fat loss, Nutrition, Uncategorized

The Best Diet For Women For Weight Loss

Researching for this article I scrolled through dozens of articles titled something similar to, “the best diet of 2022, expert recommended”. Who are these experts? No one knows…🤪

Anyway, they list an exorbitant amount of diets. We have the Mediterranean diet, Noom, Weight Watchers, Vegan, the Dash diet, ornish diet, vegetarian diet, Mind diet, Nordic Diet, Flexitarian diet, Volumetrics diet, Intermittent Fasting, Keto diet, Mayo Clinic diet, Pescatarian diet, Paleo diet, Low Carb diet, the MIND diet.

Holy crap.

I didn’t even realize HOW many diet options are out there! The crazy thing is that I know there’s more out there but my fingers got too tired of typing.

It’s no wonder that SO many women (and people) are confused about WHAT they should be eating in order to lose body fat or just to be healthy.

It does not need to be so confusing and complicated!

The ideal “diet” is something that YOU can do consistently.

With any “diet”, ask yourself, “will I realistically be able to sustain for the long term?”

If the answer is no, you need to rethink it.

In this article, I’m going to discuss some essential things when it comes to “dieting” for fat loss:

  • Calories
  • Macronutrients
  • Exercise
  • Consistency

Calories

A calorie is a unit of measure. Everything you consume is made of calories. You can replace the word calorie with energy.

If you want to lose fat, you need to be in an energy or calorie deficit.

A calorie deficit is when you’re burning more energy (calories) than you’re taking in on a daily basis.

How do you create a calorie deficit?

You create the deficit by 1) decreasing your food intake and/or 2) increasing your cardiovascular activity.

We’re going to focus on options 1: Decreasing your food intake.

There are a few different ways you can go about it:

  1. You can track your calories for 3-5 days so you have an idea of how many calories you’re currently consuming. Start by dropping 250-500 calories from the average daily calories.
  2. Another options is to use an online calculator to determine your TDEE. (just google it) This will give you you’re maintenance calories based on your activity level, age, height, gender, and weight. You can subtract 250-500 from your maintenance to create a calorie deficit.
  3. Third option is to multiply your goal weight by 12. For example, let’s say you currently weigh 150lbs and your goal weight is 135lbs. 135×12=1620 calories.

With any of these options, do it for a few weeks and evaluate and adjust from there.

Make sure you aren’t cutting your calories too drastically–this can be harder to sustain and can cause more anxiety and stress. That’s why it is important to track your current intake to see how much you’re typically eating daily.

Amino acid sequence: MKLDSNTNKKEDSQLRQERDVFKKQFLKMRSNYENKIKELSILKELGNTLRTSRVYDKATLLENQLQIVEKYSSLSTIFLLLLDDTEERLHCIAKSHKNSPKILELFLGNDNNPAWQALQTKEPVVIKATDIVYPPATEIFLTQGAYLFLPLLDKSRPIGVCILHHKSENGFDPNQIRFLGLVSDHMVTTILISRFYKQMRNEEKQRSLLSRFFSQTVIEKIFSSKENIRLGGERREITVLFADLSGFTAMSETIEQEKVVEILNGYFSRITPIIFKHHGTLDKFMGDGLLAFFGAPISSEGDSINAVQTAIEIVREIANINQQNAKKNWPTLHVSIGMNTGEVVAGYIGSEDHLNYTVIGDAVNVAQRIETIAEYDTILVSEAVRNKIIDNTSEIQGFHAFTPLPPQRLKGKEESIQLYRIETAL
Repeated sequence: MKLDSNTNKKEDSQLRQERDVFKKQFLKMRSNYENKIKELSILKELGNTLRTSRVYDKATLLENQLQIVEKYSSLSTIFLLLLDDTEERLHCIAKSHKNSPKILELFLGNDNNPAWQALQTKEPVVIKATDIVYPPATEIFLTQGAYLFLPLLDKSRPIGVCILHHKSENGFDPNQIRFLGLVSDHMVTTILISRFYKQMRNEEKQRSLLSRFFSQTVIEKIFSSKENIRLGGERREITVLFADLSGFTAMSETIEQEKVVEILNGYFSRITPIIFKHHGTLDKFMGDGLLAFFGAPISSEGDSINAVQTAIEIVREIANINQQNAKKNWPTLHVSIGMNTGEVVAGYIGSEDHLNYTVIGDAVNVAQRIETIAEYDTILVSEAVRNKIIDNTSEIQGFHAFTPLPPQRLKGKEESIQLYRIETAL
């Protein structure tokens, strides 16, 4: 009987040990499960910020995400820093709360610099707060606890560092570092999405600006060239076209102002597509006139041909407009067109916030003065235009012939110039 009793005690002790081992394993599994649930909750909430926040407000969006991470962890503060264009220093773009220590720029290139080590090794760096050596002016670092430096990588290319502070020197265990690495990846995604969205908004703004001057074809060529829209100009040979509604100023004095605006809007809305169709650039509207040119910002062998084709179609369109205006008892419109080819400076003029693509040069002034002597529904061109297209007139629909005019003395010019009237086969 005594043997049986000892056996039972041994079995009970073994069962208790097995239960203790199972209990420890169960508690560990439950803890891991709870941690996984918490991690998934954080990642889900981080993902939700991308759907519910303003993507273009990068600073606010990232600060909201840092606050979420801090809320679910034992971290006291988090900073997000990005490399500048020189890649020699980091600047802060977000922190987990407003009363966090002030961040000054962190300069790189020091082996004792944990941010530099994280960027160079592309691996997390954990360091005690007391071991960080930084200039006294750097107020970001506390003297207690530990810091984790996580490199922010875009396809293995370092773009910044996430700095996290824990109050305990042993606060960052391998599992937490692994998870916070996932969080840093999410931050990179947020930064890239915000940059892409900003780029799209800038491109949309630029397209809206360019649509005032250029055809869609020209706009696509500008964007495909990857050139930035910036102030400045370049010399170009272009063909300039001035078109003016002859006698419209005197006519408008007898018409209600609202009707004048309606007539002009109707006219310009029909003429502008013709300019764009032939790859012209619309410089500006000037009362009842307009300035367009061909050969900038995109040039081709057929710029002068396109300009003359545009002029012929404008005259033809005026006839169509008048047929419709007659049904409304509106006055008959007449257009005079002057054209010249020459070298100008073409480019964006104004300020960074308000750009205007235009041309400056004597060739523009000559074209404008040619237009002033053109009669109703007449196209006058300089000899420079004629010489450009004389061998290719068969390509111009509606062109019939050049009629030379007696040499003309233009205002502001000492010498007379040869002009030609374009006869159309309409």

So it seems simple. Consume less calories than your burning and you’ll lose fat. And it is pretty simple, but it can be hard.

The good news is, there are ways to make it easier for you.

In this next section we’re going to review macronutrients.

Let’s say you have a 2,000 daily calorie goal, technically you could eat 2,000 calories worth of junk food and still be in a deficit. However, you aren’t going to feel super great.

Those food choices most likely won’t help your fitness and muscle building goals.

I’m not a fan of eliminating food in order to lose fat. Obviously if there’s an allergy or something directed by your doctor, follow the advice of your doctor.

Eliminating or restricting food typically creates a bad relationship with eating food and the success rate is much lower.

If you love chocolate, you can still eat chocolate. We have pizza at my house every friday night and you bet that I’m stilling eating it even when I’m on a cut.

You can enjoy the foods you love while being in a calorie deficit.

The goal is to fill the majority of your calories with nutrient dense food and enjoy the less nutrient dense foods in moderation.

Macronutrients

Macronutrients, or ‘macros’, consist of 3 categories:

  1. Protein
  2. Fat
  3. Carbohydrate

Each macronutrient is important and serves a purpose in nourishing your body. I go into more detail in this article but I’m going to give you a brief overview.

Protein

Protein builds, sustains, and repairs your muscles. This is SUPER important for fat loss because the more muscle you have, the more efficiently your body will burn calories while at rest. Lean body mass will also make you look more toned and give your muscles a good shape. 💪🏼

Protein also has the highest thermic effect of food (TEF) which means that your body is burning more calories to process, absorb, and digest protein. That’s pretty cool!

The more muscle you have, the more calories your body burns. Protein helps build and sustains muscle. Protein is king. 👑

Fat

Fat is often demonized, especially when I was growing up in the 80s/90s. Everything was “low-fat” or “fat-free”.

However, eating dietary fat does not make you fat! (Eating too many calories does.)

Dietary fat helps regulate hormones, can help you feel full for longer, and let’s be honest, it makes food taste pretty good.

Carbohydrates

Carbohydrates also get a bad rap, but they are not bad, they are necessary. Carbs are a source of fuel.

If you want to build muscles and exercise and have energy, you need carbs.

How much of each macronutrient should you consume?

Everyone is different, but I personally like to track just calories, protein, and fiber. However, you can also track your fat and carbs if you’d like.

Here is a general guideline:

Protein: aim for .7-1.2 grams per pound of body weight. I like to keep it simple and just multiply my weight or goal weight by 1.

Fat: .3-.5 grams per pound of body weight

Carbohydrates:  .5-2 grams per pound of body weight